+ 22
+ 10
+12
+1

+5
+ 11
+7
+ 14
+6
+10
+19
+13
+4
+ 11
+ 15
+6
+ 22
+ 12
+1
+ 12
+ 10
+9
+6
+1

53,937
49,464
32,456
33,424
52,736
186,273
77,595

48,096
44,247
31,183
31,938
47,281
166,371
67,916

49,143
43,524
30,376
27,524
51,151
169,582
71,615

+ 12
+ 12
+4
+5
+ 12
+12
+14

+ 10
+14
+7
+ 21
+3
+10
+8

+7
+9
+3
+ 20
+2
+ 10
+ 1

70,900
72,076
32,403
116,293
54,976
17,684
283,063
95,475
98,379
649,837
58,862
60,445
40,998
83,047
11,924
60,019
27,872
19,632
23,209
63,699
46,235
9,067
99,886
4,564
29,118
31,966
8,866
18,483

60,934
66,471
30,184
101,250
47,289
14,228
243,938
88,462
94,116
537,521
57,599
51,757
34,346
79,976
10,618
56,475
24,171
17,640
17,493
56,370
40,250
9,993
96,994
4,563
26,894
28,811
7,396
15,420

61,609
63,951
25,799
106,878
45,446
17,606
261,727
88,453
90,013
545,464
55,577
50,792
35,755
69,326
9,515
56,868
24,689
19,867
22,206
59,707
40,090
8,121
92,947
4,328
24,939
30,591
7,528
18,456

+16
+8
+7
+ 15
+ 16
+24
+ 16
+8
+5
+ 21
+2
+ 17
+ 19
+4
+ 12
+6
+ 15
+ 11
+ 33
+ 13
+ 15
—9
+3
+0
+8
+ 11
+ 20
+ 20

+ 15
+ 13
+ 26
+9
+ 21
+ 10
+8
+8
+9
+ 19
+6
+ 19
+ 15
+ 20
+ 25
+6
+ 13
—1
+5
+7
+15
+12
+7
+5
+ 17
+4
+ 18
+0

.
.

79,285
44,067
30,509
57,890
29,172

72,987
40,240
27,497
55,074
28,146

72,500
38,217
31,033
54,552
28,369

+ 10
+ 11
+5
+4

+9
+15
—2
+6
+3

+5
+ 11
+ 19
+7
+7
—0
+6
+1
+8
+ 11
+4
+ 13
+7
+22
+16
+5
+ 11
+3
—2
+3
+14
+8
+8
+14
+10
+3
+7
+2
+5
+7
—5
+3
+0

.
.
.

42,072
33,130
19,763

38,863
29,914
19,207

38,623
27,852
16,855

Bristol
. . . .
Johnson City
. .
Kingsport
. . .

61,409
64,359
147,934

50,053
52,924
100,761

55,065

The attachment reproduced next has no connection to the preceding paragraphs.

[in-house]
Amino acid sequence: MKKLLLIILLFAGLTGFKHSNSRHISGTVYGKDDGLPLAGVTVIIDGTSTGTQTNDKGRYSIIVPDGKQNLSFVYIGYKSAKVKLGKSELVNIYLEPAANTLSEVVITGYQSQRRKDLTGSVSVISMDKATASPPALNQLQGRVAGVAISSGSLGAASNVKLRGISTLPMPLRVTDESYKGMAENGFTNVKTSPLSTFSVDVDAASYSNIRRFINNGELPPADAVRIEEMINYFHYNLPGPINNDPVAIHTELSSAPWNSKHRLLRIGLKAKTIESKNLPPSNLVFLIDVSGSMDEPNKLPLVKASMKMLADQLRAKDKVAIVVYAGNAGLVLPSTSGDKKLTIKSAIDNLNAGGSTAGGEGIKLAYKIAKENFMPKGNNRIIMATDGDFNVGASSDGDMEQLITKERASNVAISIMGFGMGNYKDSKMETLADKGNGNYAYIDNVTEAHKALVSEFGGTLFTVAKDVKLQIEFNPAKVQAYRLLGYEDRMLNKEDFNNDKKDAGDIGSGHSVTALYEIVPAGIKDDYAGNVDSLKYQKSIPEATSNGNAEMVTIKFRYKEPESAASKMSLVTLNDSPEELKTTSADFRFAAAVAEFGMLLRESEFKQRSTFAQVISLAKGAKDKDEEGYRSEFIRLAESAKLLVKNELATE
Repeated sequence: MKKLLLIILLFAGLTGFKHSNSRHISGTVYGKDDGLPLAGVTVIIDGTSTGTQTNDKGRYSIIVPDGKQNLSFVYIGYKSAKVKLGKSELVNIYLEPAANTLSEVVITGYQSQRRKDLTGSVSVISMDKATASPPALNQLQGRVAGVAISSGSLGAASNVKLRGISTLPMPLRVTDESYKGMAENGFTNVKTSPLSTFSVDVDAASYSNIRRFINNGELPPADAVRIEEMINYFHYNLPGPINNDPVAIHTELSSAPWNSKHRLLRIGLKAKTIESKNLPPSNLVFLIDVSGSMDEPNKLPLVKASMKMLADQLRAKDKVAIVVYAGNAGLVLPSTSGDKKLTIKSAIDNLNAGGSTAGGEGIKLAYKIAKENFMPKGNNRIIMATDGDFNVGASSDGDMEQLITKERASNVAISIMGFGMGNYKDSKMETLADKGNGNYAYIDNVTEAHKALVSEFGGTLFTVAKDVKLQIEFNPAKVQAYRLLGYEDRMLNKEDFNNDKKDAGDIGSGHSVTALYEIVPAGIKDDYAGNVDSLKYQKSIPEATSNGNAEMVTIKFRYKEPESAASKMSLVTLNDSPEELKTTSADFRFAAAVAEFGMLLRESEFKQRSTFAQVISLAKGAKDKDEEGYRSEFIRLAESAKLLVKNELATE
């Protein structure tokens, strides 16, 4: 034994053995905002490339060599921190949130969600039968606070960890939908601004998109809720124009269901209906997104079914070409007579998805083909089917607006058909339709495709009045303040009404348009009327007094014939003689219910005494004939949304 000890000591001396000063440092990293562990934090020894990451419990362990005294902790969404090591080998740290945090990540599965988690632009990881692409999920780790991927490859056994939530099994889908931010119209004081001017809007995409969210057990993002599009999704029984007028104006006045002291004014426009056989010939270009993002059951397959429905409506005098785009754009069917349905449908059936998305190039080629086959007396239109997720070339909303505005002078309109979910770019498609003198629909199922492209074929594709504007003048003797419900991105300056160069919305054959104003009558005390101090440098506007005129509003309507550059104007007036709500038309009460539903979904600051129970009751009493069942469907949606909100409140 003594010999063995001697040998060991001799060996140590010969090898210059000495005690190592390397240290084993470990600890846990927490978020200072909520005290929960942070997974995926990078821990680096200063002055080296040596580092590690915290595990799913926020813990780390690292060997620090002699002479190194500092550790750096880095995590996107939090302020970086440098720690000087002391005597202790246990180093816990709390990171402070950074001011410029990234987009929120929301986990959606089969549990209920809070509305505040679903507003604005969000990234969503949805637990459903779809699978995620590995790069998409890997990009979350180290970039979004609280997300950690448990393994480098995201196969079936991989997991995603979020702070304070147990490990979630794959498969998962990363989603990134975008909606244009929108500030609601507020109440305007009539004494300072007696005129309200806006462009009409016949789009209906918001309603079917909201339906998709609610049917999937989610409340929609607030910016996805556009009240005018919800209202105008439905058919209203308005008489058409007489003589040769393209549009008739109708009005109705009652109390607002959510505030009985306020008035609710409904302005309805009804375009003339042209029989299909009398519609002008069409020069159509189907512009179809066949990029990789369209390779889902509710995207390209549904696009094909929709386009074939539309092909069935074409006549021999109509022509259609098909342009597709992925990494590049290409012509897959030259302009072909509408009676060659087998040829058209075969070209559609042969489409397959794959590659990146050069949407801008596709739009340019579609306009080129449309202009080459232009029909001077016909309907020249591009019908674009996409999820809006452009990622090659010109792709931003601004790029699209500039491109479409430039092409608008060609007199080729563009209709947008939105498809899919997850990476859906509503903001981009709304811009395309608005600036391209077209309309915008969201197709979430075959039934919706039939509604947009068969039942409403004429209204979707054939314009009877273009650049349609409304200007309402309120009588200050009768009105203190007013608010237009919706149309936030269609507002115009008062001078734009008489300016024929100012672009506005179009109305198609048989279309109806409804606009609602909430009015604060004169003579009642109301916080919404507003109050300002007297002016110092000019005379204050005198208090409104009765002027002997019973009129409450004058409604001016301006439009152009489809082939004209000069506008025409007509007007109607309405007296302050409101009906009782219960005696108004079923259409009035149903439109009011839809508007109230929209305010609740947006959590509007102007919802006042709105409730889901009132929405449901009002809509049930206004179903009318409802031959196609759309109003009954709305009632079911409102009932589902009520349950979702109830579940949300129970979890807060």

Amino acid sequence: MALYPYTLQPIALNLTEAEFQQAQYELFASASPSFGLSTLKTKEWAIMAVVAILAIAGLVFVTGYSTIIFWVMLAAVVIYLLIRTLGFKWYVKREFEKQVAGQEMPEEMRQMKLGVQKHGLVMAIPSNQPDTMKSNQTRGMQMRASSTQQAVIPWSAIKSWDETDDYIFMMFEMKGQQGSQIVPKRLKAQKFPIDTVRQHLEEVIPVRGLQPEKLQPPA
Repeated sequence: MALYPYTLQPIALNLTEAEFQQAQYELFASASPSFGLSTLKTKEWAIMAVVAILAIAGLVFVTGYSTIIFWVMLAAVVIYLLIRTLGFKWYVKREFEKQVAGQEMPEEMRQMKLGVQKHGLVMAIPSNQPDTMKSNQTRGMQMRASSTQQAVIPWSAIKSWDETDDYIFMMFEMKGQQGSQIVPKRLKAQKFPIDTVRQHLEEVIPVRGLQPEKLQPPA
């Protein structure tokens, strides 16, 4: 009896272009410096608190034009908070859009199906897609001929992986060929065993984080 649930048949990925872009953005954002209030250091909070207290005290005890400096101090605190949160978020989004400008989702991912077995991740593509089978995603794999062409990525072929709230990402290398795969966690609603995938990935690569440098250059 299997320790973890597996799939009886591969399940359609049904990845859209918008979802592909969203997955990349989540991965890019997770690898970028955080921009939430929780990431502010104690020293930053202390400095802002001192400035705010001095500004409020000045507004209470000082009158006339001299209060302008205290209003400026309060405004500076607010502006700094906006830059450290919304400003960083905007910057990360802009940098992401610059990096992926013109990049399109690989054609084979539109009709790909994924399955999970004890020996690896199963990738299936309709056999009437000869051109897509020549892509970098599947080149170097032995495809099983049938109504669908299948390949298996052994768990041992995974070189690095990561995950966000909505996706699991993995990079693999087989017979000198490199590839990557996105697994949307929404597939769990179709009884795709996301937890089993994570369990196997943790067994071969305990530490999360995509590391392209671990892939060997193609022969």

57,013
121,913

+8
+ 11
+3
+ 23
+ 22
+ 47

+9
+ 19
+17
+ 12
+ 13
+ 21

+ 11
+ 13
+14
+6
+8
+ 12

SIXTH DISTRICT, Total 25,307,217

22,133,587

22,427,373

+ 14

+13

+9

2,845,259
7,226,318
5,342,187
2,969.509
987,232
2,763,082

2,924,958
7,359,314
5,259,570
2,949,199
943,174
2,991,158

+ 12
+ 15
+ 14
+17
+9
+14

+9
+13
+16
+18
+15
+5

+6
+7
+13
+ 12
+7
+3

STANDARD METROPOLITAN
STATISTICAL AREASt*
Birmingham . . .
1,225,180
Gadsden . . . .
58,441
Huntsville
. . .
171,882
Mobile
. . . .
408,018
Montgomery
. .
286,691
Tuscaloosa . . .
76,026
Ft. LauderdaleHollywood
. .
570,444
Jacksonville
. .
1,552,328
Miami
. . . .
1,986,540
Orlando . . . .
455,234
Pensacola
. . .
199,552
Tampa-St. Petersburg 1,154,711
W. Palm Beach
410,824
Albany
. . . .
84,675
Atlanta . . . .
3,781,746
Augusta . . . .
173,987
Columbus
. . .
189,608
Macon
. . . .
208,704
Savannah . . . .
244,130
Baton Rouge
. .
470,567
Lafayette
. . .
97,476
Lake Charles
. .
106,896
New Orleans
. .
2,119,762
Jackson . . . .
504,807
Chattanooga . . .
509,279
Knoxville . . . .
394,815
Nashville . . . .
1,064,121
OTHER CENTERS
Anniston . . . .
Dothan . . . .
Selma
. . . .
Bartow . . . .
Bradenton . .
Brevard County
Daytona Beach .
Ft. MyersN. Ft. Myers
Gainesville . .
Monroe County .
Lakeland . . . .

.
.
.
.

St. Augustine . .
St. Petersburg . .
Sarasota . . . .
Tallahassee . . .
Tampa
. . . .
Winter Haven . .
Athens
. . . .
Brunswick . . .
Dalton
. . . .
Elberton . . . .
Gainesville . . .
Griffin
. . . .
LaGrange
. . .
Newnan . . . .
R o m e ....................
Valdosta . . . .
Abbeville . . . .
Alexandria . . .
Bunkie
. . . .
Hammond
. . .
New Iberia . . .
Plaquemine . . .
Thibodaux . . .
Biloxi-Gulfport .
Hattiesburg . .
Laurel
. . . .
Meridian . . . .
Natchez . . . .
PascagoulaMoss Point .
Vicksburg
. .
Yazoo City . .